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Health Fusion: Slow down, destress or the party's over

We live in a stressed-out world. And it can kill you. In this Health Fusion column for NewsMD, Viv Williams talks to a Mayo Clinic expert about the health consequences of too much stress and he offers three tips to help you decompress and improve wellbeing.

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Even if you feel just slightly burned out, you can switch the way you’re managing your routine. (Dreamstime/TNS)
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As I was writing this article, I took a quick break to join a video conference with some college friends about an upcoming reunion. One participant said she felt "tsunamied" with stress. Her task load was overwhelming and she was short-circuiting because of it. Sound familiar?

The statistics on stress for adults in the U.S. are startling. An online article by the American Institute of Stress outlines the numbers. I was particularly stunned by three of them.

  • 77% say they regularly have physical symptoms caused by stress
  • 73% say they regularly have psychological symptoms caused by stress
  • 54% say stress has caused them to fight with people close to them

Dr. Edward Creagen , a Mayo Clinic oncologist and author, says stress has reached new heights in our society and everyone experiences it.

"Whether you're a butcher, a baker or a candlestick maker, you've got to get stress levels under control," says Creagan. "Otherwise you won't be able to go the distance. Our lives depend on our basic wellness and stress has the potential to erode our physical and mental health."


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Dr. Edward Creagen, a Mayo Clinic oncologist and author

Between work, money, family and all of the other obligations people have, how is it possible to even begin to destress? Creagan has a plan of attack that he calls the "A, B, Cs of Stress Reduction."

A stands for "athlete."

"We are all performers," says Creagan. "We all need to participate every day for our entire lives. So we need to care for our bodies as if we're endurance athletes. We need to stay fit or the party's over."

What does that mean? Creagan says people need to:

  • Get restorative sleep, 7 hours per night.
  • Eat healthy foods on a regular schedule and avoid processed foods.
  • Stay hydrated with 40 ounces of fluid daily
  • Get regular exercise. Starting at age 30, people lose 1% of muscle mass every year. Moving more can help prevent that.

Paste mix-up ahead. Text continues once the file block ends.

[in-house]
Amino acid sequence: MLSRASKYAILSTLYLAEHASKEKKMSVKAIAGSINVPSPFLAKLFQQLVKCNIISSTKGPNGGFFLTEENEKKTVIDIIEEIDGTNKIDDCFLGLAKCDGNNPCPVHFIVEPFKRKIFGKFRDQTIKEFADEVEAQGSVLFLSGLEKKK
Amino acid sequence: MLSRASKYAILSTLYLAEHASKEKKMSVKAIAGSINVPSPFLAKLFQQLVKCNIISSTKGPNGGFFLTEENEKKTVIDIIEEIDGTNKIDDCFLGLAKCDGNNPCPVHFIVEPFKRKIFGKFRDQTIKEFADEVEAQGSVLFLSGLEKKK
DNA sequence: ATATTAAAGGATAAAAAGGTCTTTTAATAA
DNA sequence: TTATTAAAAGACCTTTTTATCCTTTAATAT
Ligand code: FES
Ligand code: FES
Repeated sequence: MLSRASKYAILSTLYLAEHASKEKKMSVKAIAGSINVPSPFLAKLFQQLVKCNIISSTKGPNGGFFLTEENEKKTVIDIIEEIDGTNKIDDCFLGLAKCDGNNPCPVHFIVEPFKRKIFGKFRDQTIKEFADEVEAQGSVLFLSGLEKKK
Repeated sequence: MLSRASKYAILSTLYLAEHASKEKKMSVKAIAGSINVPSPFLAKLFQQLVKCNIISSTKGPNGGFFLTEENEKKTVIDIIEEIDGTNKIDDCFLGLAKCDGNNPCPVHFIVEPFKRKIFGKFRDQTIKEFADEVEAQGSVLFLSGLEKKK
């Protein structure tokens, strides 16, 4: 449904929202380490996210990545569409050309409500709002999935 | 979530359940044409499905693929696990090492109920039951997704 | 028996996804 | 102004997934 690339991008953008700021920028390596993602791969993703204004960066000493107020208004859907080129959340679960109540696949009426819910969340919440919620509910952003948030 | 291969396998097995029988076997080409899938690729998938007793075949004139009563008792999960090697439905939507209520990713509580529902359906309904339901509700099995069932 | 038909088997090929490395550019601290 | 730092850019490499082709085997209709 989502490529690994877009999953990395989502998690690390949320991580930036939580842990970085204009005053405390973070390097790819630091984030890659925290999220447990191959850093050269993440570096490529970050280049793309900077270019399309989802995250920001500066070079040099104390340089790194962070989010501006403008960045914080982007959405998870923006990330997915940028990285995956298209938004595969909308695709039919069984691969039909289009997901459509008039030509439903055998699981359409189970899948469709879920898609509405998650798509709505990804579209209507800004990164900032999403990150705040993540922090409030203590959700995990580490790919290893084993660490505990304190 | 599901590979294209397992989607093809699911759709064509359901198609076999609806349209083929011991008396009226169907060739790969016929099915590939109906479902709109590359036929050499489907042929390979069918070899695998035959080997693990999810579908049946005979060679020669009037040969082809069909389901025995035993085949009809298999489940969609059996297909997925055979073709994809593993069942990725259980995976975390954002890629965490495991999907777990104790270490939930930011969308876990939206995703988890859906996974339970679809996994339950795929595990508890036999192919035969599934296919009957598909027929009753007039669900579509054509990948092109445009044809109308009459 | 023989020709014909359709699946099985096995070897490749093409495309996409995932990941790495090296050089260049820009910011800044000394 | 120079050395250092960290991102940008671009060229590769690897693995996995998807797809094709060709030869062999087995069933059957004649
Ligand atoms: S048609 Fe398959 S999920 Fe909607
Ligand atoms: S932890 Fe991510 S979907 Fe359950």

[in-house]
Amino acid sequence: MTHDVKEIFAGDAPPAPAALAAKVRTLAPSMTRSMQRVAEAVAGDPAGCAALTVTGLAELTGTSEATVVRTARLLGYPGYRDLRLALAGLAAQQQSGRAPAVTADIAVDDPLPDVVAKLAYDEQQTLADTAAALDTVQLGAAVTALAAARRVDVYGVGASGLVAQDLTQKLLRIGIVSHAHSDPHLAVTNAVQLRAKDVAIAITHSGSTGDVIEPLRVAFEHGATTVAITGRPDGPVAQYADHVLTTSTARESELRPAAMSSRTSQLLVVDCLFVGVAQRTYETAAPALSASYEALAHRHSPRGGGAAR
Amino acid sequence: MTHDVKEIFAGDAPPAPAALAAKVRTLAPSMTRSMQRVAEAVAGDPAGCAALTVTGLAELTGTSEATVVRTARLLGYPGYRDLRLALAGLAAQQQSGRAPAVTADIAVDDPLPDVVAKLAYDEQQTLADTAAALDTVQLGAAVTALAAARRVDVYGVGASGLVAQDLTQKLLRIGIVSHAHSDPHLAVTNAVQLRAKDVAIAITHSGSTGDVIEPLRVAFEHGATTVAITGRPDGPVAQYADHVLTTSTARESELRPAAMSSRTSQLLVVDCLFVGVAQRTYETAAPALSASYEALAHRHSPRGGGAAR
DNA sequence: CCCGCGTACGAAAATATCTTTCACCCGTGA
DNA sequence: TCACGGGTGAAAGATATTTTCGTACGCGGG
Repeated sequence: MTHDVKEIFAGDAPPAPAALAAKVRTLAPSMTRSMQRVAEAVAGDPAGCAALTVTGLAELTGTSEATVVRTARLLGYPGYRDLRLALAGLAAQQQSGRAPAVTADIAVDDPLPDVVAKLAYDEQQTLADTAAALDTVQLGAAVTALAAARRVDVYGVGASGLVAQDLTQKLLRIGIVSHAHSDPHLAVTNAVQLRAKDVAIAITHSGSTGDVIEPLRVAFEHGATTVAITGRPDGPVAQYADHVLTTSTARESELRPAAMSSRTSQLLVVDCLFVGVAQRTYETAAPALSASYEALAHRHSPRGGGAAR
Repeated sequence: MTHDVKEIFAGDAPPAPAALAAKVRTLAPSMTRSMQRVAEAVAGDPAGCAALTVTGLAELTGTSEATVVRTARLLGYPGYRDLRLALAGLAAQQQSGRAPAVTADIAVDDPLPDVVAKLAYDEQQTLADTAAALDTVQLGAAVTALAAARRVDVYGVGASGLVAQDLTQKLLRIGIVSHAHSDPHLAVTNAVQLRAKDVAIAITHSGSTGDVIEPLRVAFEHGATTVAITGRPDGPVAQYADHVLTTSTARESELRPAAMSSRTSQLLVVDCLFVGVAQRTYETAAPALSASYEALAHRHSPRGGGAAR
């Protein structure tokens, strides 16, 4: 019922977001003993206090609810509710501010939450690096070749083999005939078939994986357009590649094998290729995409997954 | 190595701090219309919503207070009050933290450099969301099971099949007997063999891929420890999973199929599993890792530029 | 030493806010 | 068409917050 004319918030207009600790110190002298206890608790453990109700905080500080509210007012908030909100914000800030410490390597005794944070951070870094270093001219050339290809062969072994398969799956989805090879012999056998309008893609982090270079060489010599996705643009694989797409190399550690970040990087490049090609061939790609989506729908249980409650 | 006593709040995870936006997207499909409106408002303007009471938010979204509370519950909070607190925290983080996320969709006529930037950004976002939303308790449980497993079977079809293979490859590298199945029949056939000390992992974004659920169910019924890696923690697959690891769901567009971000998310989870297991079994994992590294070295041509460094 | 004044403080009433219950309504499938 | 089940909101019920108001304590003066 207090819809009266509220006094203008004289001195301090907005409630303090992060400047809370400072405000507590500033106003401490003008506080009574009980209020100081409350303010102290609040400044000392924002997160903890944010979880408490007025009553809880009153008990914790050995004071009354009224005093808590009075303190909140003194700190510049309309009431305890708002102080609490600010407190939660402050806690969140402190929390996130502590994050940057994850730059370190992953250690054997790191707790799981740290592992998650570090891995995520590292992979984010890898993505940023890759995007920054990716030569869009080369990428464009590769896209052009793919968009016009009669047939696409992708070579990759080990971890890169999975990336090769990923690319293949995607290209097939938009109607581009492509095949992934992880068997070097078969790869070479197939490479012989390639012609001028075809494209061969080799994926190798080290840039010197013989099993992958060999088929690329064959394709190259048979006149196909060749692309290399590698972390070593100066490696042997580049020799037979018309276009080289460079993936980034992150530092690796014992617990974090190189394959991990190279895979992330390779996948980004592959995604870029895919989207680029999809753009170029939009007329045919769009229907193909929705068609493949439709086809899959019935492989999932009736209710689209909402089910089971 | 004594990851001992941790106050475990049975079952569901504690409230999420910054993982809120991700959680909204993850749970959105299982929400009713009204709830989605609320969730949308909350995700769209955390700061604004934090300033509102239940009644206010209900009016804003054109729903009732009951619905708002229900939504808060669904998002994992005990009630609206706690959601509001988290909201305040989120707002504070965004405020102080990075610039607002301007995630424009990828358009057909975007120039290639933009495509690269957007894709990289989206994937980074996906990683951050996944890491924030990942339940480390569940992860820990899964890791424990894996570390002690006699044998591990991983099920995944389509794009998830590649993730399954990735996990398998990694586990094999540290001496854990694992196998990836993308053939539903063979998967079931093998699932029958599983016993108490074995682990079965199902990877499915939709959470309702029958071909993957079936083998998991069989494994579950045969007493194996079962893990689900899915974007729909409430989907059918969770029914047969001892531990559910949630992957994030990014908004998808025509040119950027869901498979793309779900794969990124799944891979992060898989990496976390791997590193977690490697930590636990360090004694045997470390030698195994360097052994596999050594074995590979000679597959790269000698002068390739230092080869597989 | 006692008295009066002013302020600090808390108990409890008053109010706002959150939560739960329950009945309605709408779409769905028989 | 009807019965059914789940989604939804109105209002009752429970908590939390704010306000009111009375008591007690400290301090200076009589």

B stands for "boundaries."

"We have to have the courage to say no," says Creagan. "We only have a certain amount of energy and vitality available to us each day. If we don't prioritize, you'll end up not completing tasks and those you do finish won't be done well. You simply don't have that much energy. Without boundaries, you'll be exhausted, unhappy and you'll wind up in a heap."

Can you learn how to prioritize? Creagan says yes.

  • Make a list of what you need to accomplish the next day and focus on the most important one first.
  • Simply say no. He says you might feel bad about it at first, but it will save you from being overloaded and people will respect you

Creagan gives an example of how a lack of boundaries has the potential to make you physically and mentally sick. One of his friends, a high-powered executive, worked day and night for her company. She put herself last. She developed autoimmune diseases -- lupus, rheumatoid arthritis and fibromyalgia. Medical treatment helped some. But when she later went to a psychiatrist to address stress-related mental health issues, her overall health improved greatly.

C is for "concentration."

Creagan says that the enemy of concentration is multitasking.


"We all do it. We think it's cool," says Creagan. "But if we toggle back and forth all of the time, it can be catastrophic to our health and productivity. Data shows when we try to do more than two things at once, we'll have 50% more errors, 50% less retention and it will take us 50 % longer to do it."

Creagan says every time you're interrupted by the doorbell, a barking dog or inquiring colleague, it takes 25 minutes to get back on task. Frustrating, inefficient and a huge waste of time.

"Goldfish have attention spans of 12 seconds," says Creagan. "Humans' attention spans only last 8 seconds. We need all the help we can get to stay on task."

How can you improve concentration?

  • Go back to the list
  • Turn off devices
  • Take breaks. People can focus on tasks well for 90 minutes. So take a break, get up and stretch or walk around the block

"These tips are not just suggestions," says Creagan. "People really do need to destress and focus on their own mental and physical health first. Otherwise, you might not be healthy enough -- or even still on the planet -- to enjoy your family, friends and retirement plans.
Vivien Williams is a video content producer for NewsMD and the host of "Health Fusion." She can be reached at .

Viv Williams

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